Toxicity of manufactured nano-ZnO to Lemna minor
|Hard bound copy in Library only
|Entire Thesis Restricted
|This thesis is due for publication or the author is actively seeking to publish this material
|Jansen, Marcel A.K.
|China Scholarship Council
|The rapid development of nanotechnology has led to a rise in the large-scale production and commercial use of engineered nano-ZnO. Engineered/manufactured nano-ZnO are applied in a broad range of products such as drugs, paints, cosmetics, abrasive agents and insulators. This can result in the unintended exposure of human beings to nano-ZnO and will inevitably result in the release of nano-ZnO in to the environment. Thus, it is necessary to assess the risk of nano-ZnO to the environment. In this thesis the toxicity of nano-ZnO was analysed using the aquatic, primary producer lesser duckweed (Lemna minor), and the mechanism of toxicity was analysed. Both short-term (one week) and long-term (six weeks) toxicity of nano-ZnO (uncoated) were determined. Results show that the toxicity of nano-ZnO added to the aquatic growth medium increases with increasing concentration and that toxicity accumulates with exposure time. A study of nano-ZnO dissolution reveals that the main reason for nano-ZnO toxicity on Lemna minor is the release of Zn ions. Nano-ZnO dissolution is pH dependent, and toxicity matches the release of Zn2+. Functional coating materials are commonly added to nano-ZnO particles to improve specific industrial applications. To test if coating materials contribute to nano-ZnO toxicity on lesser duckweed, the effect of silane coupling agent (KH550) coated nano-ZnO on Lemma minor was investigated. Results show that coating can decrease the release of Zn ions, which reduces toxicity to Lemna minor, in contrast to uncoated particles. Another commonly hypothesized reason for nano-ZnO toxicity is the formation of Reactive Oxygen Species (ROS) on the particles surface. As part of this thesis, the ROS formation induced by nano-ZnO was studied. Results show that nano-ZnO catalyse ROS formation and this can negatively affect duckweed growth. In conclusion, this work has detailed potentially toxic effects of nano-ZnO on Lemna minor. This study has also provides references for future research, and informs regulatory testing for nanoparticle toxicity. Specifically, the outcomes of this study emphasize the importance of exposure time, environmental parameters and coating material when analysing NPs toxicity. Firstly, impacts of longer exposure time should be studied. Secondly, environmental parameters such as pH and medium-composition need to be considered when investigating NPs toxicity. Lastly, coating of NPs should always be considered in the context of NPs toxicity, and similar NPs with different coatings require separate toxicity tests.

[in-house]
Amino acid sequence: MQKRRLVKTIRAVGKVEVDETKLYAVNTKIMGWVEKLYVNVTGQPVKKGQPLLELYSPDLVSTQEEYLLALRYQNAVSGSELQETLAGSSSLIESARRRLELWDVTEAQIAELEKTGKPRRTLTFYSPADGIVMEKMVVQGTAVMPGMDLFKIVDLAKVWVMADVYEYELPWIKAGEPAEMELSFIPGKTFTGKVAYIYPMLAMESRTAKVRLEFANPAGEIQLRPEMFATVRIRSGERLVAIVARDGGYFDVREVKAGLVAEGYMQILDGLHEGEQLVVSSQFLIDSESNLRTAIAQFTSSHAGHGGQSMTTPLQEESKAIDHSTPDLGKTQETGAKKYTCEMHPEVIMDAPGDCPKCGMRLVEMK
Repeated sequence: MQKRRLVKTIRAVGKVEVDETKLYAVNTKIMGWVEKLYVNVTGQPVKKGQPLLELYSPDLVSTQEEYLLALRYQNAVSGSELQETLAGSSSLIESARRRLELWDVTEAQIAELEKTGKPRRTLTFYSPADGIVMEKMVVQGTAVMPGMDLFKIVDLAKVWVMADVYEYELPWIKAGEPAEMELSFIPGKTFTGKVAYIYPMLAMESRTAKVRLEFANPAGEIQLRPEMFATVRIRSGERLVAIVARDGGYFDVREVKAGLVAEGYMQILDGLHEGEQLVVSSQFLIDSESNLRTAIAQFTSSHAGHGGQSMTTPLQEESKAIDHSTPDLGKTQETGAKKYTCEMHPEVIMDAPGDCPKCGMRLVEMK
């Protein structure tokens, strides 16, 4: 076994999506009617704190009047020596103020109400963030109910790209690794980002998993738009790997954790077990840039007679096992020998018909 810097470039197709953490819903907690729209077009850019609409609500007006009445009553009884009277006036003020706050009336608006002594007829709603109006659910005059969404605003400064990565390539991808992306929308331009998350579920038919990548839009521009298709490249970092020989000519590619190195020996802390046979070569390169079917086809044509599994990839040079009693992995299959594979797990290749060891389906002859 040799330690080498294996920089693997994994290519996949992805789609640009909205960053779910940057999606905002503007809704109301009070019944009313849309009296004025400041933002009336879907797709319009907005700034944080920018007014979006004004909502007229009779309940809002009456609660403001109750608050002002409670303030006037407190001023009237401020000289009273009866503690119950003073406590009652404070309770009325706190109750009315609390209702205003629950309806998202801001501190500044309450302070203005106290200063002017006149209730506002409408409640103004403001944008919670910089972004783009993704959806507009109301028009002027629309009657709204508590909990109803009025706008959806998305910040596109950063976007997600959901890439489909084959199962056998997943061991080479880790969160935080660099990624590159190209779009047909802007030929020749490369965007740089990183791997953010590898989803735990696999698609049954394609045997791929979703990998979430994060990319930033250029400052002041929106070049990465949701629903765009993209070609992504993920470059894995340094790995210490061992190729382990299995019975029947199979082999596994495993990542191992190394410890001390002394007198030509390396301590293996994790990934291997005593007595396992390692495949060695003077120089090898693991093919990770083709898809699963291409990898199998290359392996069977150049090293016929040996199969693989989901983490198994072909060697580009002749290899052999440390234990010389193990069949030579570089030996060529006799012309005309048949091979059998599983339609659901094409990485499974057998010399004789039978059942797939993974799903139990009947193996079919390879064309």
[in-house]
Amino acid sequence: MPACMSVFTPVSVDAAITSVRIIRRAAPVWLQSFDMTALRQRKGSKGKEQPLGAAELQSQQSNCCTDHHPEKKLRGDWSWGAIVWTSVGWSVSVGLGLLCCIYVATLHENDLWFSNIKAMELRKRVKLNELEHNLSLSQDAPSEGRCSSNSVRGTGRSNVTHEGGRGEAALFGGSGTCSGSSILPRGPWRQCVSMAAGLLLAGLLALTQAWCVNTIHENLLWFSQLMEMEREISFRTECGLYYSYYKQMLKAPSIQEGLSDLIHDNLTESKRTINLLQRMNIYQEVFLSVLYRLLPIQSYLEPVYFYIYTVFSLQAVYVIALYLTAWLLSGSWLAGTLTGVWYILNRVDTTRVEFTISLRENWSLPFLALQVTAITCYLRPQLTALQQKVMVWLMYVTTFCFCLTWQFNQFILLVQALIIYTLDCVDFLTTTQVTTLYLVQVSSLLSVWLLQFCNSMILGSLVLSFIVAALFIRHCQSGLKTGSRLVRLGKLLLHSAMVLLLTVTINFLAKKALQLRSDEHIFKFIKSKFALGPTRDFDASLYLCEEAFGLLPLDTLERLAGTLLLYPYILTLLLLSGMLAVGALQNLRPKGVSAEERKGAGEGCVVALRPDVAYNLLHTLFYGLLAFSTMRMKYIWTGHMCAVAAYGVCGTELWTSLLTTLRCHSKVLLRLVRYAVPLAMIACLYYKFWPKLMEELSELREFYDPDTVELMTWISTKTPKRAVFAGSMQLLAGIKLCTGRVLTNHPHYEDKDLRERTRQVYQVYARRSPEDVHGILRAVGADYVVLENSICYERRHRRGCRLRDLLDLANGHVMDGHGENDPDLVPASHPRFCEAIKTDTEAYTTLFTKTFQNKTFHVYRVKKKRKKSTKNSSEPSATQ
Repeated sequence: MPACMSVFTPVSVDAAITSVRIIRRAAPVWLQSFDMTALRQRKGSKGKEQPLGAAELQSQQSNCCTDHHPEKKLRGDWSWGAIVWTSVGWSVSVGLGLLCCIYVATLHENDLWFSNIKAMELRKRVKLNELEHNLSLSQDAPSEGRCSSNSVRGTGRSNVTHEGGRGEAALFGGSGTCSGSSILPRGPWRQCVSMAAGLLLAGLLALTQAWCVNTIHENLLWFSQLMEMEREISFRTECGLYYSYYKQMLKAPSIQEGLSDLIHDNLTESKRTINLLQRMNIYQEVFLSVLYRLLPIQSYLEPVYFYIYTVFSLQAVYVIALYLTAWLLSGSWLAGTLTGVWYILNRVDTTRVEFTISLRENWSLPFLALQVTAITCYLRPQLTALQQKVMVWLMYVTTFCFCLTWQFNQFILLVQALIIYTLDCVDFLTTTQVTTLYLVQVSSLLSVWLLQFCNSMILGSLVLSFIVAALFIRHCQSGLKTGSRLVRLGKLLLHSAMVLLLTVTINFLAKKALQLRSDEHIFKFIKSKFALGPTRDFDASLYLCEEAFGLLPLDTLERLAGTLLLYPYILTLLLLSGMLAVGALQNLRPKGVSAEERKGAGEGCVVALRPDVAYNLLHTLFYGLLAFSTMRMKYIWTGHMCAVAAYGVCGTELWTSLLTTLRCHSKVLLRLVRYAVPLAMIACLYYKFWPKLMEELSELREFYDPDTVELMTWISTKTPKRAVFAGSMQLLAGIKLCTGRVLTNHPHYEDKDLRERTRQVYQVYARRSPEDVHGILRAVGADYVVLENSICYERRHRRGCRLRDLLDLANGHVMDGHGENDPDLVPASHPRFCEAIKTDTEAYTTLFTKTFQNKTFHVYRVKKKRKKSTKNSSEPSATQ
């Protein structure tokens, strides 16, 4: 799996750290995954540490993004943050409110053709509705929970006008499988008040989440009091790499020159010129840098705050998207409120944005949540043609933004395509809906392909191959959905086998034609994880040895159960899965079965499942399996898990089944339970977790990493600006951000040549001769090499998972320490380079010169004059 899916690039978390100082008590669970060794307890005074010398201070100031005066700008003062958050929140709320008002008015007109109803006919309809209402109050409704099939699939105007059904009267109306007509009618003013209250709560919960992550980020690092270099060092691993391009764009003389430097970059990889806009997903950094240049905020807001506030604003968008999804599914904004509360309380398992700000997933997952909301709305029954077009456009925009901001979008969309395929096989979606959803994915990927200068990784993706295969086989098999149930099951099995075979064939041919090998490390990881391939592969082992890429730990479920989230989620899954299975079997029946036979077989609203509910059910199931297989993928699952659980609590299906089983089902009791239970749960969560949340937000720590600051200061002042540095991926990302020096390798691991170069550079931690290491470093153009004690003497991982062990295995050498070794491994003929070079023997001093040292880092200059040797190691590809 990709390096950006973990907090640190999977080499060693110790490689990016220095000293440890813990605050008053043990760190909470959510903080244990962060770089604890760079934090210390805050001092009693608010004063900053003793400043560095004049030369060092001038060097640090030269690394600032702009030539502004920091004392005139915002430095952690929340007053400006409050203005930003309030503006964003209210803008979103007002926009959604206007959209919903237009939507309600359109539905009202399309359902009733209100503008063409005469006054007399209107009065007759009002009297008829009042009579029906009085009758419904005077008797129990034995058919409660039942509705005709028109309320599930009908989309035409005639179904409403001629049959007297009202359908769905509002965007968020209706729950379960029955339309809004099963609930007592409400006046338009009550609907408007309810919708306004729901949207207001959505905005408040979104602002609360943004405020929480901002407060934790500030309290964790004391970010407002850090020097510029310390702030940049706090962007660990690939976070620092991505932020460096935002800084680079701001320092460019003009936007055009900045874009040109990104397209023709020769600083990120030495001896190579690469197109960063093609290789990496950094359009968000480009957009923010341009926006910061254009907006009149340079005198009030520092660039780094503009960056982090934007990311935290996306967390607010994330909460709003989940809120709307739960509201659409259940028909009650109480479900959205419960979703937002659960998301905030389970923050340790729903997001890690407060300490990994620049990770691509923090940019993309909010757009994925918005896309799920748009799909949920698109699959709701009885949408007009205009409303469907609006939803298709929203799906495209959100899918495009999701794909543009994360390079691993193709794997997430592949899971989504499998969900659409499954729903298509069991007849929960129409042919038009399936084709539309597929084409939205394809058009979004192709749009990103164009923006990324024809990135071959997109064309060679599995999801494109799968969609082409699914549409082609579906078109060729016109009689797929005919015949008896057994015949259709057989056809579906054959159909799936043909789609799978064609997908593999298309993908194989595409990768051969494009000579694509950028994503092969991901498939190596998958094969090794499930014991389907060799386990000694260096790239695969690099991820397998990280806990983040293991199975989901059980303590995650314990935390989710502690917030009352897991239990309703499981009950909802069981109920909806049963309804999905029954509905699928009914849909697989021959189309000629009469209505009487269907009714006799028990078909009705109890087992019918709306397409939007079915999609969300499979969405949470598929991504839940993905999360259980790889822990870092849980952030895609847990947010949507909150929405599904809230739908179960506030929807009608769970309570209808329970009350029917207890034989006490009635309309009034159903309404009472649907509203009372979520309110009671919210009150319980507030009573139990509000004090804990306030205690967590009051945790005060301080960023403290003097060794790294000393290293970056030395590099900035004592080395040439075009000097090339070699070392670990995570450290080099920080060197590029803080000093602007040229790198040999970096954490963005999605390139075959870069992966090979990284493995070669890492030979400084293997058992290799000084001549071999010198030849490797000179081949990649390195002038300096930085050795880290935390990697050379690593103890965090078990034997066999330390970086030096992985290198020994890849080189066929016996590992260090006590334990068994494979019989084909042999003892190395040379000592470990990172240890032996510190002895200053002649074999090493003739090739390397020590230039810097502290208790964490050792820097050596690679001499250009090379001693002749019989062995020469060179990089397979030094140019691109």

|Not peer reviewed
|Chen, X. 2015. Toxicity of manufactured nano-ZnO to Lemna minor. PhD Thesis, University College Cork.
|University College Cork
|© 2015, Xiaolin Chen.
|Toxicity of manufactured nano-ZnO to Lemna minor